Friday, January 04, 2008

George MacDonald Fraser, 1925 — 2008

In which we lament the passing and celebrate the works and life of one of the giants of historical fiction

More than anything else, George MacDonald Fraser was a man.

He was best known as the author of the "Flashman" series of books, about a ne'er-do-well officer in British Army who somehow manages to scrape through the greatest battles of the century with nary a scratch. But Fraser was also a redoubtable journalist, a talented screenwriter, historian and a great warrior, having served in the Scottish Border Regiment in the Burma campaign — one of the bitterest and most brutal of the war — and later as an officer in the Gordon Highlanders in the Mid-East and North Africa.

The Flashman books, as well as his other novels, such as Black Ajax and Mr. American, have given me and other fans countless hours of pleasure. But it is his memoir of the Burma campaign Quartered Safe Out Here that most captivates. It begins with the wholly un-PC phrase, "The first time I smelt Jap… " and continues to take the reader on a ride through the almost surreal landscape that was war against an implacable enemy in a trackless jungle.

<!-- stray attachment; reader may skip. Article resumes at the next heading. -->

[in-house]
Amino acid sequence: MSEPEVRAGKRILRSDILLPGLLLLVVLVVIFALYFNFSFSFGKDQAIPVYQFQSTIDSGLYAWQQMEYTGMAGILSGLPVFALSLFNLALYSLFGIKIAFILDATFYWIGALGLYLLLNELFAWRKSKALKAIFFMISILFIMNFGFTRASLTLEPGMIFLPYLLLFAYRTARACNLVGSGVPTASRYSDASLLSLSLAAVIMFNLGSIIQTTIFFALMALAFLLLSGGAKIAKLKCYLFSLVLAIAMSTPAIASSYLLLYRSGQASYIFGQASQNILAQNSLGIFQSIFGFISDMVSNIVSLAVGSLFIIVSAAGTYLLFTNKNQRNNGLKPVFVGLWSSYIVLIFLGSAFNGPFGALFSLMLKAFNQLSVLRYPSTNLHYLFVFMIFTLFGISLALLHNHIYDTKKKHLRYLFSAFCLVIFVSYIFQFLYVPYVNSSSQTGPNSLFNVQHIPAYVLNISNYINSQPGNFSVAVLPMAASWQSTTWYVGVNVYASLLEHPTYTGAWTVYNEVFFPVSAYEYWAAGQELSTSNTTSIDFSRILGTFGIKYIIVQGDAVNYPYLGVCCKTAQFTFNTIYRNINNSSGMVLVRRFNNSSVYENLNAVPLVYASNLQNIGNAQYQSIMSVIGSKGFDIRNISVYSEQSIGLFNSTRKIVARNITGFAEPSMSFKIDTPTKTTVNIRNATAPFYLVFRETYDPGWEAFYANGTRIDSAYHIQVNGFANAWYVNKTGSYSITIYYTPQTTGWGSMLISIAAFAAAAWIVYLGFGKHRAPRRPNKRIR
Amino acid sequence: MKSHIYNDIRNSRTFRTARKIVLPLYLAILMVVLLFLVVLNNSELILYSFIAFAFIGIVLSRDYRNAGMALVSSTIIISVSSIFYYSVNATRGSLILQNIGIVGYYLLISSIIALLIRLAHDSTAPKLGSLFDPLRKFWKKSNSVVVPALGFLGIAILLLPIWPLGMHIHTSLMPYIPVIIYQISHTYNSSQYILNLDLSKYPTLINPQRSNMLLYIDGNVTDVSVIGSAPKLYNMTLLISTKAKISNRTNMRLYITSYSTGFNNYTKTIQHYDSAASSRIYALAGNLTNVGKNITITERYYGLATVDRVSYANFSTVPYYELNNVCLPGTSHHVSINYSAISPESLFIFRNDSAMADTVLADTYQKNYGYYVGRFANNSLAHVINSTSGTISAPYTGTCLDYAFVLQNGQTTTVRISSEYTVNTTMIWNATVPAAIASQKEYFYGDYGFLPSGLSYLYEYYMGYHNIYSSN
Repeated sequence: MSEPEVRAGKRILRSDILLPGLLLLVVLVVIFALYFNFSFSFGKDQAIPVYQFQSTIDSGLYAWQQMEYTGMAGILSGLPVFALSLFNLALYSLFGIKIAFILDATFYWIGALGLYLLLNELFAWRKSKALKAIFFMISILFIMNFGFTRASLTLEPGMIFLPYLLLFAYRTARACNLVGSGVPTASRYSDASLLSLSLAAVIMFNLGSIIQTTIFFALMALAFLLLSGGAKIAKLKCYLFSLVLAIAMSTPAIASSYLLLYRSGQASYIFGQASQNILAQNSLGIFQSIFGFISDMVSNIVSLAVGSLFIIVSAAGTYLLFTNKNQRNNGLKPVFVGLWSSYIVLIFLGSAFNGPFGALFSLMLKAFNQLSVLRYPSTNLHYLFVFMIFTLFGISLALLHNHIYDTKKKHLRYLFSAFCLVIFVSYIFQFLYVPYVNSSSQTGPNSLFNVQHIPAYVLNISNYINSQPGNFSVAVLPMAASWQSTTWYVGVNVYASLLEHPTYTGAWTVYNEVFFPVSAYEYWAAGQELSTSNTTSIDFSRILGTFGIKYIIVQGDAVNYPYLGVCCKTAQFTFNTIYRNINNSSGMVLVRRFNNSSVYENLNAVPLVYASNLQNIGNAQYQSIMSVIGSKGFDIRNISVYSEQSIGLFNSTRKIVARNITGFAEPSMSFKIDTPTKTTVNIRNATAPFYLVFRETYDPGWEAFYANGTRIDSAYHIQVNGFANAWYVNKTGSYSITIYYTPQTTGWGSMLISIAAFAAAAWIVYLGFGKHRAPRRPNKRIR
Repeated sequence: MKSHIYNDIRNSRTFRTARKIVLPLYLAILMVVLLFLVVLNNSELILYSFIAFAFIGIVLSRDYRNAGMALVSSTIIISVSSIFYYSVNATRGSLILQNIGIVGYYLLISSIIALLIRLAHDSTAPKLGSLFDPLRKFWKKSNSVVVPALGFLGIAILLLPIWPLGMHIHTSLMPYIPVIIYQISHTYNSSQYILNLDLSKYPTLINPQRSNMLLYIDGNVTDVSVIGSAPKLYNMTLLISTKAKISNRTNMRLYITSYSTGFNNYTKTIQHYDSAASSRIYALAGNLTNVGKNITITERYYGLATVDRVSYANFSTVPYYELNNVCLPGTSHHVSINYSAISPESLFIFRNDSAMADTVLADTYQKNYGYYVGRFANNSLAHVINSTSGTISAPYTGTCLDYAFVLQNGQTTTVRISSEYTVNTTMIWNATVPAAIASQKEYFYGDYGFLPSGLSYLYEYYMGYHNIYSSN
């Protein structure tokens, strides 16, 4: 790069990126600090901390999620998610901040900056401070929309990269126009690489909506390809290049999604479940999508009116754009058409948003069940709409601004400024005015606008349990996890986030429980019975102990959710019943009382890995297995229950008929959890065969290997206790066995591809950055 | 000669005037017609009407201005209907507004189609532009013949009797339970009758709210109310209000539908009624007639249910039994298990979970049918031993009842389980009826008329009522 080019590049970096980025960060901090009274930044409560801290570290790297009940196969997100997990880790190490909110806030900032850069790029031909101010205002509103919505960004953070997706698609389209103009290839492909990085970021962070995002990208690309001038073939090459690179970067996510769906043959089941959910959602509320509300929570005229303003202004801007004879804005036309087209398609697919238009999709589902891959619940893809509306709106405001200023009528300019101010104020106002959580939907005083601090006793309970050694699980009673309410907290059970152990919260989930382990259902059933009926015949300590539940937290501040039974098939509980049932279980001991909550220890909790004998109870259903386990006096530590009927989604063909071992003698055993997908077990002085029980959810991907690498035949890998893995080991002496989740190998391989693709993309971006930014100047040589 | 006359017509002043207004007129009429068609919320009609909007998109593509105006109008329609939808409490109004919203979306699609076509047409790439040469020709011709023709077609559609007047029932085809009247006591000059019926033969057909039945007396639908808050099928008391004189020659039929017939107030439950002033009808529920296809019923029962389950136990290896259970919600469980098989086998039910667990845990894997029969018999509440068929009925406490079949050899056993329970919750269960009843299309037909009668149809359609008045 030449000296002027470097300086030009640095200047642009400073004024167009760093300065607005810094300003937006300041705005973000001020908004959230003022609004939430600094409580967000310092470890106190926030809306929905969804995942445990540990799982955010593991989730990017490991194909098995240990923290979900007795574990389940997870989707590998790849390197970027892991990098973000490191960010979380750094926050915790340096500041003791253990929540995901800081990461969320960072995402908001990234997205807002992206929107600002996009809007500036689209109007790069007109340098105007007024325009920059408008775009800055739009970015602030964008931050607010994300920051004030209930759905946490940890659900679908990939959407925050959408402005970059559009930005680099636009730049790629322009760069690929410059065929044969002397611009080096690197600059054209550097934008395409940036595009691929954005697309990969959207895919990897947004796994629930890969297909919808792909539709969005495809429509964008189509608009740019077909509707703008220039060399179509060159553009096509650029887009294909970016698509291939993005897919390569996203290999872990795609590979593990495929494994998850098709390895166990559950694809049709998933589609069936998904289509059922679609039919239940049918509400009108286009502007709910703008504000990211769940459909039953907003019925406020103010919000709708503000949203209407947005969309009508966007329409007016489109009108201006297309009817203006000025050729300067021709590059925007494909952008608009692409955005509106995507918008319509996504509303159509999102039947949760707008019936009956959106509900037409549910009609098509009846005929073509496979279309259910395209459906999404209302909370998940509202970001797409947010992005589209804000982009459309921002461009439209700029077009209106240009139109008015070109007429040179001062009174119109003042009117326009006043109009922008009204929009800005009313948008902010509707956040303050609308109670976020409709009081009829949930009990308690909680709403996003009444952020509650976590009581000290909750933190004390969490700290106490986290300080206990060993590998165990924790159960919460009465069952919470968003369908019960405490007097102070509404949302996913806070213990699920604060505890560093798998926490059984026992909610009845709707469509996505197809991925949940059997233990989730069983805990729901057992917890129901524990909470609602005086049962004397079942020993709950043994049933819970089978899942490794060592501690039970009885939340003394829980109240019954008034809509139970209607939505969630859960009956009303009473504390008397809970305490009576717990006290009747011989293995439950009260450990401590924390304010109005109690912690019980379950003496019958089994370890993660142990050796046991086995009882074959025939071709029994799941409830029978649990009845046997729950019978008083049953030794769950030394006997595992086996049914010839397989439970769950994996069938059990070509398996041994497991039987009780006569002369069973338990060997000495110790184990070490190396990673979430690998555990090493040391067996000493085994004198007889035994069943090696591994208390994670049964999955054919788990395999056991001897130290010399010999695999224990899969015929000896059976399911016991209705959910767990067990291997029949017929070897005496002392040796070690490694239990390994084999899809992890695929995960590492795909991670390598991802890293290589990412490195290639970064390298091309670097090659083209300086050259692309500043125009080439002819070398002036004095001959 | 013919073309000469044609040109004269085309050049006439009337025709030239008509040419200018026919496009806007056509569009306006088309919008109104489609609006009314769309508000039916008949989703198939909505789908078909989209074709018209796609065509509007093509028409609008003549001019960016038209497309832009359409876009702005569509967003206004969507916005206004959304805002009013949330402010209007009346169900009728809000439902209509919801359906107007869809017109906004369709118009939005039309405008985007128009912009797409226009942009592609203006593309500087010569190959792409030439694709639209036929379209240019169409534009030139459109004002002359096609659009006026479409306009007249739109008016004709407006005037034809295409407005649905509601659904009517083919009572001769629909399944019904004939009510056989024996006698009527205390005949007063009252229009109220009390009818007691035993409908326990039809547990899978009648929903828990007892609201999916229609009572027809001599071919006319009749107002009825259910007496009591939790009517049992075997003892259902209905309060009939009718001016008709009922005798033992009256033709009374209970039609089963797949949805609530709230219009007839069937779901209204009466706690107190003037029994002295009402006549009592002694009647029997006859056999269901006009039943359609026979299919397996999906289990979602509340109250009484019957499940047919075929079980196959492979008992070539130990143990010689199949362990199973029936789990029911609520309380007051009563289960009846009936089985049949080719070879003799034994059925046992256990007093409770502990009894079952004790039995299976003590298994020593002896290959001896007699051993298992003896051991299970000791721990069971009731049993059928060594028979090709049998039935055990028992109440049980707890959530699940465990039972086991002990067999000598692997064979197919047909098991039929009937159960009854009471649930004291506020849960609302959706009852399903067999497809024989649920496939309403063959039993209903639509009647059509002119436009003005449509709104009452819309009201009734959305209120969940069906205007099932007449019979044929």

In his opinions he spared none, and asked no quarter.

The best of the Flashman books — there were 12 in all — was Flashman at the Charge which takes our wiley anti-hero, Harry Flashman, from the Charge of the Light Brigade at Balaclava into the heart of southern Russia, through the Caspian and Ural seas and finally back into British India. His descriptions of the semi-feudal Russia in the Wintertime in the 19th century are magnificent in their detail.

In addition, Fraser wrote the screenplays for both "The Three Muskateers" and "The Four Muskateers" (directed by Richard Lester and staring Michael York, Oliver Reed, Faye Dunaway and Richard Chamberlain) two of the best and funniest swashbucklers films ever produced.

As a writer, Fraser seemed never to be concerned about appearing literary. This unpretentiousness was one of his great strengths. What Fraser had was an ear and flare for the English language as it was spoken throughout Britain, the Empire and in America. He also had an uncanny ability for showing history through the eyes of both fictional and true-to-life characters. In fact, for 20 years Fraser's work has spurred me to learn more about history in both the British Empire and in America than any textbook ever did. In Fraser, history came alive.

His last book, The Reavers will appear posthumously in the U.S. in April.

This one's for you, George. Thanks.


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